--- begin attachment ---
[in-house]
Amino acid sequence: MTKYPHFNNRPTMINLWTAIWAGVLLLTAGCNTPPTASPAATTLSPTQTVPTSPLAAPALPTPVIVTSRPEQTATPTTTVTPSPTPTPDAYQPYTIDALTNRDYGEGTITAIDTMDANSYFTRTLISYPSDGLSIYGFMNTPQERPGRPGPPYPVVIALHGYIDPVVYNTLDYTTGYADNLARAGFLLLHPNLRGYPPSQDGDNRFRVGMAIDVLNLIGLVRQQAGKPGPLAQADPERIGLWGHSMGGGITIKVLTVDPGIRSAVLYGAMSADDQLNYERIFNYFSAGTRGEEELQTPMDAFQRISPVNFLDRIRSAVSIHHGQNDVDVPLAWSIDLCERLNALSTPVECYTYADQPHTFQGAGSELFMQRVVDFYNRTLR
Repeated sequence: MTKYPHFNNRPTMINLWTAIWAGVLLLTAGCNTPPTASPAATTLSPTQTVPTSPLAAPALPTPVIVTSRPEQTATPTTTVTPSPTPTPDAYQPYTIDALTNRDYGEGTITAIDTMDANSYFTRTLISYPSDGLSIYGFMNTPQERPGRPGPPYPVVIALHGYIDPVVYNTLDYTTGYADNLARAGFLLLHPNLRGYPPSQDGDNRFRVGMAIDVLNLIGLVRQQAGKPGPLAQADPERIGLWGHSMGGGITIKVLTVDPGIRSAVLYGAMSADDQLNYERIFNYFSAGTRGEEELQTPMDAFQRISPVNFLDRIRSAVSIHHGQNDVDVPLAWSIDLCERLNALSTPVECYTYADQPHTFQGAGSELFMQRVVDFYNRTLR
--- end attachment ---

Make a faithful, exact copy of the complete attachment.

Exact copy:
[in-house]
Amino acid sequence: MTKYPHFNNRPTMINLWTAIWAGVLLLTAGCNTPPTASPAATTLSPTQTVPTSPLAAPALPTPVIVTSRPEQTATPTTTVTPSPTPTPDAYQPYTIDALTNRDYGEGTITAIDTMDANSYFTRTLISYPSDGLSIYGFMNTPQERPGRPGPPYPVVIALHGYIDPVVYNTLDYTTGYADNLARAGFLLLHPNLRGYPPSQDGDNRFRVGMAIDVLNLIGLVRQQAGKPGPLAQADPERIGLWGHSMGGGITIKVLTVDPGIRSAVLYGAMSADDQLNYERIFNYFSAGTRGEEELQTPMDAFQRISPVNFLDRIRSAVSIHHGQNDVDVPLAWSIDLCERLNALSTPVECYTYADQPHTFQGAGSELFMQRVVDFYNRTLR
Repeated sequence: MTKYPHFNNRPTMINLWTAIWAGVLLLTAGCNTPPTASPAATTLSPTQTVPTSPLAAPALPTPVIVTSRPEQTATPTTTVTPSPTPTPDAYQPYTIDALTNRDYGEGTITAIDTMDANSYFTRTLISYPSDGLSIYGFMNTPQERPGRPGPPYPVVIALHGYIDPVVYNTLDYTTGYADNLARAGFLLLHPNLRGYPPSQDGDNRFRVGMAIDVLNLIGLVRQQAGKPGPLAQADPERIGLWGHSMGGGITIKVLTVDPGIRSAVLYGAMSADDQLNYERIFNYFSAGTRGEEELQTPMDAFQRISPVNFLDRIRSAVSIHHGQNDVDVPLAWSIDLCERLNALSTPVECYTYADQPHTFQGAGSELFMQRVVDFYNRTLR